Every year, federal agencies, the White House's Office of Management and Budget, and Congress work on a budget for the upcoming fiscal year, which runs from October 1 through September 30. It is a complicated and confusing process. However, one that advocacy and government affairs teams have to follow closely to make sure their public policy agenda and issues are represented fairly.
14 Steps in the Federal Budget Process Timeline
It’s rarely adhered to, but there is a formal timeline for the appropriations process, as determined by the Congressional Budget Act of 1974.
If things went according to plan every year this is what the federal budget process timeline would look like:
1. Federal Agencies Submit Proposals (Early Fall)
Federal agencies, which have been engaged in internal budget planning for at least six months — as much as 18 months before the fiscal year begins — submit their proposals to the Executive Office of the President’s Office of Management and Budget (OMB) for review.
2. OMB Reviews Agency Budget Proposals and Submits Them to the President (November)
The president then determines what the administration will support. The OMB notifies agencies of the President’s directives and guidance via what’s known as “passbacks,” issued around Thanksgiving.
3. Agencies Submit Their Final Requests to the OMB (December)
Incorporating revisions, agencies submit their final requests to the OMB, which forwards them to the President, who may or may not include them in the President’s budget request to Congress due in February.
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4. President Traditionally Outlines Budget Priorities in the State of the Union (January)
The President traditionally outlines budget priorities in the State of the Union Address.
5. President Submits the Budget Request to Congress (First Monday in February)
The Budget and Accounting Act of 1921 requires the President to submit the budget request to Congress by the first Monday in February.
6. The Congressional Budget Office (CBO) Submits Analysis to Budget Committees (Feb. 15)
The Congressional Budget Office (CBO) submits its analysis of the President’s budget request to the House and Senate budget committees, with emphasis on long-term fiscal and economic outlooks.
7. Senate Budget Committee Submits “Concurrent Resolution” on the Budget (April 1)
This is a precursor to Congress’s budget resolution.
8. Congress to Pass its Budget Resolution (April 15)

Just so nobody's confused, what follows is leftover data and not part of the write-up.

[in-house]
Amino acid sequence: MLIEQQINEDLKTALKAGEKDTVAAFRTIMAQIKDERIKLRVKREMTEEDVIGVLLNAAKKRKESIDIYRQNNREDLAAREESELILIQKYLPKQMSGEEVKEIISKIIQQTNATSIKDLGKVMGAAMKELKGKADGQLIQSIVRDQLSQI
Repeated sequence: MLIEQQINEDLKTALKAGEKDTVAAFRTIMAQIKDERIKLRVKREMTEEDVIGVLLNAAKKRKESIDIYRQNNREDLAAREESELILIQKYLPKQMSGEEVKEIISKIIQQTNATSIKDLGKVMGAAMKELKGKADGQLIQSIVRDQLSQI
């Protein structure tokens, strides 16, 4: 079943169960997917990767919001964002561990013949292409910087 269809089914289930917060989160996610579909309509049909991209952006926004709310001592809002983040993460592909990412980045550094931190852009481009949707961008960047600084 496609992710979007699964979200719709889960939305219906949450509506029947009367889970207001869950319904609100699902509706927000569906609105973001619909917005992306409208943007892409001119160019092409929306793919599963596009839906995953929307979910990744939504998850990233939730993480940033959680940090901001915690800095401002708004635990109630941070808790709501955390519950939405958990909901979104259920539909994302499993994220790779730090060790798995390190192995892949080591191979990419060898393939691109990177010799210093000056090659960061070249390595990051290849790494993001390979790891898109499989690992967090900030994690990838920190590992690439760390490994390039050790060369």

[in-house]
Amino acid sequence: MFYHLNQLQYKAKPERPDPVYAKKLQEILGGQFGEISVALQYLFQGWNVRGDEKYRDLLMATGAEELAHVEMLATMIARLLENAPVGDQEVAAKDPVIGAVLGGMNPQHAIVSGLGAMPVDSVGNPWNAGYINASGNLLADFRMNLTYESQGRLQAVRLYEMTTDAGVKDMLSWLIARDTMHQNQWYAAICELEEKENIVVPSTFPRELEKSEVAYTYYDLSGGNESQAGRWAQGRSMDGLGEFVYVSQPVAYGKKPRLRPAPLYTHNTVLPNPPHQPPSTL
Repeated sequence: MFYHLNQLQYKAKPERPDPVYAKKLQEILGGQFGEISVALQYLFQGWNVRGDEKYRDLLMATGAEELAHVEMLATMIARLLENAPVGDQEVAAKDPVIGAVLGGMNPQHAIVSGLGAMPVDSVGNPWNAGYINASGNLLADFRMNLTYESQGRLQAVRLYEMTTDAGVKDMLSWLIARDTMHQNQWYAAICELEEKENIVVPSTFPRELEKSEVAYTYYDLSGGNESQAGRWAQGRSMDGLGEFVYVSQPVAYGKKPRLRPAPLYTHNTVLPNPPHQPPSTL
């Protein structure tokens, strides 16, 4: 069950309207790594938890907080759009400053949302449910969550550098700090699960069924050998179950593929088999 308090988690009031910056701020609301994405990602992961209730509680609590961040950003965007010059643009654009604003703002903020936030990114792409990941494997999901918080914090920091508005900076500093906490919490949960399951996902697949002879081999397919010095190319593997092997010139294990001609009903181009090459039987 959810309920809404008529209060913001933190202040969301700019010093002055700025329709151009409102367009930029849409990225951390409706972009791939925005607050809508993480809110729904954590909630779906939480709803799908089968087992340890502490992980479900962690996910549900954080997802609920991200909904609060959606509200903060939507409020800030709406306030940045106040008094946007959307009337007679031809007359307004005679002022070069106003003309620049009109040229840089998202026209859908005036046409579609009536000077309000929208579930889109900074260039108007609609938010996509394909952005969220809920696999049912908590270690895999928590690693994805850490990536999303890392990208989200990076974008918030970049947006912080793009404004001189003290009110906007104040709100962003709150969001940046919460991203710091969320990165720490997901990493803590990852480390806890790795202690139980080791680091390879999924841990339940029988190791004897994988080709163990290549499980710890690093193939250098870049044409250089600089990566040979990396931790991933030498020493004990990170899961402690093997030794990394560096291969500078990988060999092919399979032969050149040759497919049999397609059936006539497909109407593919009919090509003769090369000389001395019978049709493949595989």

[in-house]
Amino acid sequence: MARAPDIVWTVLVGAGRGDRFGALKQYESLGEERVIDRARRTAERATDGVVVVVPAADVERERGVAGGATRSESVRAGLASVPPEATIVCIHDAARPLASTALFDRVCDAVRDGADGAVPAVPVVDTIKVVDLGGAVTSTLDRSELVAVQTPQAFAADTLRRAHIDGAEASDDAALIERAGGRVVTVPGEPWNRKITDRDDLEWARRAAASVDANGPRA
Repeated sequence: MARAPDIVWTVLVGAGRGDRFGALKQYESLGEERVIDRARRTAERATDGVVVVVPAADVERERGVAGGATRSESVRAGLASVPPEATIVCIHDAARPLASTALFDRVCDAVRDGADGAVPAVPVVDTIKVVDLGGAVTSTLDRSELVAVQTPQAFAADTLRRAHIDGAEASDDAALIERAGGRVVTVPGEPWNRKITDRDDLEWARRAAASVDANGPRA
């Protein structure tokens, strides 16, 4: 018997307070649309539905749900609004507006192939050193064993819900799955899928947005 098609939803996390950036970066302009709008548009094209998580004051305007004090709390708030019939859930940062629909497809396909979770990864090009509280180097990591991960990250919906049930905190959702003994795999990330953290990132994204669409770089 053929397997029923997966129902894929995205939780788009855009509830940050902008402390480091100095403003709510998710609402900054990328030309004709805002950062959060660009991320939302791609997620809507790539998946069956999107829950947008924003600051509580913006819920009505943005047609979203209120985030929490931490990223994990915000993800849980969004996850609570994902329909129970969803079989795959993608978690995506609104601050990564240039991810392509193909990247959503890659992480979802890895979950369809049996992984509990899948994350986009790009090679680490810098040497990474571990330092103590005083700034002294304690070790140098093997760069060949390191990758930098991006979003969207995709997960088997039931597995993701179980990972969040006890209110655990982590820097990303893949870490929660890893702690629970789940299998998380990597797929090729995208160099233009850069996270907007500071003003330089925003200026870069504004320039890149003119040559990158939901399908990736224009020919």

The deadline for Congress to pass its budget resolution to guide decision-making for 12 appropriation subcommittees, which begin hearings on specific proposals that can last into the summer. Authorizing committees also address potential changes to mandatory spending or tax laws. Committees submit bills to respective chambers for adoption, eventually forming a comprehensive budget.
9. House Begins Formally Approving Annual Appropriation Bills Drafts (May 15)
House begins formally approving annual appropriation bills drafts by appropriation and authorizing committees.
10. House Appropriations Committee Submit Last Annual Appropriation Bill to Committees (June 10)
The deadline for the House Appropriations Committee to submit its last annual appropriation bill to committees.
11. Congress Adopts “Reconciliation Legislation” if Required (June 15)
The deadline for Congress to adopt “reconciliation legislation” if such measures are required by the budget resolution approved in April.
12. House to Approve Annual Appropriation Bills (June 30)
The deadline for the House to approve annual appropriation bills. In practice, this rarely occurs.
13. President Approves or Vetoes Within 10 days (September)
There is no deadline for Congress to submit its final proposed budget to the President other than a Constitutional mandate that the President must either approve or veto it within 10 days of receiving it. A veto means the process must start again.
14. New Fiscal Year Begins With or Without a Budget (Oct. 1)
If a budget has not been adopted, Congress passes a continuing resolution (CR) to ensure federal agencies have the money to operate – as it did for the FY 2018 budget – or it allows the government to “shut down,” meaning all non-essential programs close and workers are furloughed.
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